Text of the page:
Every now and then, while discussing the merits and technicalities surrounding 3D printing, someone who obviously has not been reading very closely (ahem!) will dismiss the topic with, “Oh yeah, but all you can do is print a bunch of plastic stuff. What’s the future in that?”
That opens up a huge conversation, obviously, as there is a rainbow of colors to choose from in an enormous selection of materials — not to mention some extremely surprising ones at times — as we reported on a filament maker last week, ProtoCyler, that discovered they could grind, extrude, and 3D print with recycled coffee cups. (Try that one on for size, skeptics!)
While one can certainly shop from one extreme to another, it’s certainly true that most 3D printing enthusiasts spend their time weighing out the pros and cons of ABS or PLS, and often they have no choice at all due to the machine or prototype that needs to be constructed. 3D printers can print in a multitude of materials though, as there are so many different machines available Some 3D printers are capable of allowing the user to switch back and forth between modes and materials, with the most common go-to multi-material printer being the Connex family of multi-material printers, by Stratasys.
While you could print with metal, sand, chocolate, salt, and a variety of other unusual choices, traditionally you are going to be weighing out your choices regarding the materials listed in the charts displayed here.
Generally one wants to measure tensile strength, which is how much pressure a material can withstand before breaking. Tensile strength may not be the only predictor in what you are looking for in terms of strength though as it depends on what you are 3D printing. While many materials have tensile strength, it’s important to look at the overall picture, and that means including considering toughness.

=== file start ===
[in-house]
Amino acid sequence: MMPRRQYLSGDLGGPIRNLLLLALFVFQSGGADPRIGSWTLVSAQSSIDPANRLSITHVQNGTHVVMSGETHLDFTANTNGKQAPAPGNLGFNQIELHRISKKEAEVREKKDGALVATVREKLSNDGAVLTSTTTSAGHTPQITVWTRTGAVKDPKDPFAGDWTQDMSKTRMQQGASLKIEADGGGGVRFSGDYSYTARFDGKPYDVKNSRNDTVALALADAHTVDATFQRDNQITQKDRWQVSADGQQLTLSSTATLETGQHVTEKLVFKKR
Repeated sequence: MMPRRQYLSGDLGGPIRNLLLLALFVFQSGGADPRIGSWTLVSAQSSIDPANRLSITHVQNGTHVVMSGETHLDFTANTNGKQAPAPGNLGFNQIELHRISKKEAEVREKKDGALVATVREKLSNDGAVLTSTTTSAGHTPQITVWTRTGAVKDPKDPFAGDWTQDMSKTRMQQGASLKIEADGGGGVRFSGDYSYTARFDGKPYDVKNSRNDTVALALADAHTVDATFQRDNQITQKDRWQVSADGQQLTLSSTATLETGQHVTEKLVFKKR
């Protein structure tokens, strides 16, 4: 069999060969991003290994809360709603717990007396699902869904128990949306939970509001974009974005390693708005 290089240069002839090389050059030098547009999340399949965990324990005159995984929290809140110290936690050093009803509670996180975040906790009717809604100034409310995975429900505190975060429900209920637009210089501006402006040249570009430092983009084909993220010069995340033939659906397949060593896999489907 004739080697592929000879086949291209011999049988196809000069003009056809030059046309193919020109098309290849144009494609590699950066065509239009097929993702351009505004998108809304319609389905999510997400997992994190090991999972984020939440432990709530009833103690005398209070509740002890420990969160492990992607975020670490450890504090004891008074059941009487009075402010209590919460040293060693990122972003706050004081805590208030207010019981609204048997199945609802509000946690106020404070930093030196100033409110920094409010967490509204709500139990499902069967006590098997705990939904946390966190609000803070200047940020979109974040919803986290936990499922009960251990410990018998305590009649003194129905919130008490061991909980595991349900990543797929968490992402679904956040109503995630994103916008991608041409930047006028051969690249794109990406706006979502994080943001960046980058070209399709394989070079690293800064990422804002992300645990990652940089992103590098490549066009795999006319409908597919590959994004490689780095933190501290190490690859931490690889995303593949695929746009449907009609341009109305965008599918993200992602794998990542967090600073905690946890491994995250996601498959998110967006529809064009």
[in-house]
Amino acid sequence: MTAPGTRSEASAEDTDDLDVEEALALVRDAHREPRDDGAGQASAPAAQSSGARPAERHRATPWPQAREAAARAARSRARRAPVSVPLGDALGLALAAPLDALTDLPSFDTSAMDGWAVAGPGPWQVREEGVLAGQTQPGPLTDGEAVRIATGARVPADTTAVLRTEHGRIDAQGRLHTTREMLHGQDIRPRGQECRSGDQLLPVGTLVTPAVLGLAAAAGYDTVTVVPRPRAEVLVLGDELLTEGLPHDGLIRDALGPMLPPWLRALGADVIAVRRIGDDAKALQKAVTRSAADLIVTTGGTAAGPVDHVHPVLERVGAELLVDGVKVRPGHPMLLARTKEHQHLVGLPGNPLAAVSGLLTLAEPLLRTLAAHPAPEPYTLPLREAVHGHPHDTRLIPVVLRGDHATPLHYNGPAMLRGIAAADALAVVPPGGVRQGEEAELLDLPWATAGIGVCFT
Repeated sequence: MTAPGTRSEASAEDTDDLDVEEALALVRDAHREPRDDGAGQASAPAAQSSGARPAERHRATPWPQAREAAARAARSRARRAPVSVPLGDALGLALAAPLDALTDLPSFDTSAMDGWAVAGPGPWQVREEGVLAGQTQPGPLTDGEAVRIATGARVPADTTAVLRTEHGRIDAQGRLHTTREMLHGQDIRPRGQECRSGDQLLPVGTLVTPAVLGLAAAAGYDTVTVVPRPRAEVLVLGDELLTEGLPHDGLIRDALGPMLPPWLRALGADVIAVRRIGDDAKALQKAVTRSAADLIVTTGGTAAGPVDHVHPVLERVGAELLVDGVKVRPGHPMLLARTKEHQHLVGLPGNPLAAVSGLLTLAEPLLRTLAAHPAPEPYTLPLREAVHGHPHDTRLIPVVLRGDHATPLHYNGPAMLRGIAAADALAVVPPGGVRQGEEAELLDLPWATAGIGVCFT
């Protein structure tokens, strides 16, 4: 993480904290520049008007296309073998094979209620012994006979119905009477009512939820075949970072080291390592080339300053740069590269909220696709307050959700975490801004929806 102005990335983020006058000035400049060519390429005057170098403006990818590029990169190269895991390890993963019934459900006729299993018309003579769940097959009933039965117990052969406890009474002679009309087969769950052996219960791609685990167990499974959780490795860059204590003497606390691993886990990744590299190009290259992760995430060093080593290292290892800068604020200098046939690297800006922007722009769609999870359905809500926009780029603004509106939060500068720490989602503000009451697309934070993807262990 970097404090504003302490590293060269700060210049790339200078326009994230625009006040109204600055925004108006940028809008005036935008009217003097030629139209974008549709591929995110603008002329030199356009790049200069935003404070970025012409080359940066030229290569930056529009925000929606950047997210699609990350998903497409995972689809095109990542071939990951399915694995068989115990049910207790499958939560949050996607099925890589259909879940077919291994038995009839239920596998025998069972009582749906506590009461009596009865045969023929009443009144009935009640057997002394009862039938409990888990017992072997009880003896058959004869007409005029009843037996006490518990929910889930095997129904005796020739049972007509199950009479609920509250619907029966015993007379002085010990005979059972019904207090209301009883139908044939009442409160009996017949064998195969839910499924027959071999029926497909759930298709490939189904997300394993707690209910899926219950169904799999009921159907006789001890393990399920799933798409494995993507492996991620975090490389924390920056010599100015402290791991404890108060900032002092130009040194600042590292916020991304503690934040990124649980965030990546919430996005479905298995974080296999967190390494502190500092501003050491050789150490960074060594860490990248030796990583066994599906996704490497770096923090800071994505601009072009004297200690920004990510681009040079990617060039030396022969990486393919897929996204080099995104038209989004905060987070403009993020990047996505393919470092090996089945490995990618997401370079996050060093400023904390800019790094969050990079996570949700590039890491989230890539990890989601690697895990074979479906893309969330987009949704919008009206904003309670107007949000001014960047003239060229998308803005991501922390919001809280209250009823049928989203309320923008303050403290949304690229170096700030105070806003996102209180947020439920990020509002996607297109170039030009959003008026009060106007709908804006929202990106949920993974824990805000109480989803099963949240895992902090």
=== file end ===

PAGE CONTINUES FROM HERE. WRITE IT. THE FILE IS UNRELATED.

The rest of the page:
Many materials are high in tensile strength, like glass or steel, but lack the durability supplied by another material like aluminum which won’t shatter or bend in most cases — with bullets being a good example of their extreme durability and toughness.
Then comes melting temperatures. What, there’s more? Considering that you want to make sure your chosen material won’t be responsible for making a product that melts, leaving you both in a puddle of dismay — yes, it’s important to consider the heat deflection temperature which is an indicator of at what temperature a material melts to deform to a certain specification, mainly in the use of fused deposition modeling (FDM).
As 3D printing takes off into the stratosphere and the marketplace for materials and accessories grows exponentially, users may have to navigate more and more strategically through the world of strength, toughness, heat deflection temperature, and how they work best depending on the 3D printer and the specific application.
CAPINC offers information regarding materials in a guide you can download here. They include helpful information regarding materials that are suitable for examples like direct use in the field (Nylon and PC-ABS) to automotive use (ULTEM9085 and PPSF) or electrical components (ABS-ESD7).
Was this information helpful to you? Which materials do you prefer to use in your 3D printing projects? Share your thoughts and own experiences with us in the 3D Printing Materials forum over at 3DPB.com.[Source: The CAPINC Blog]
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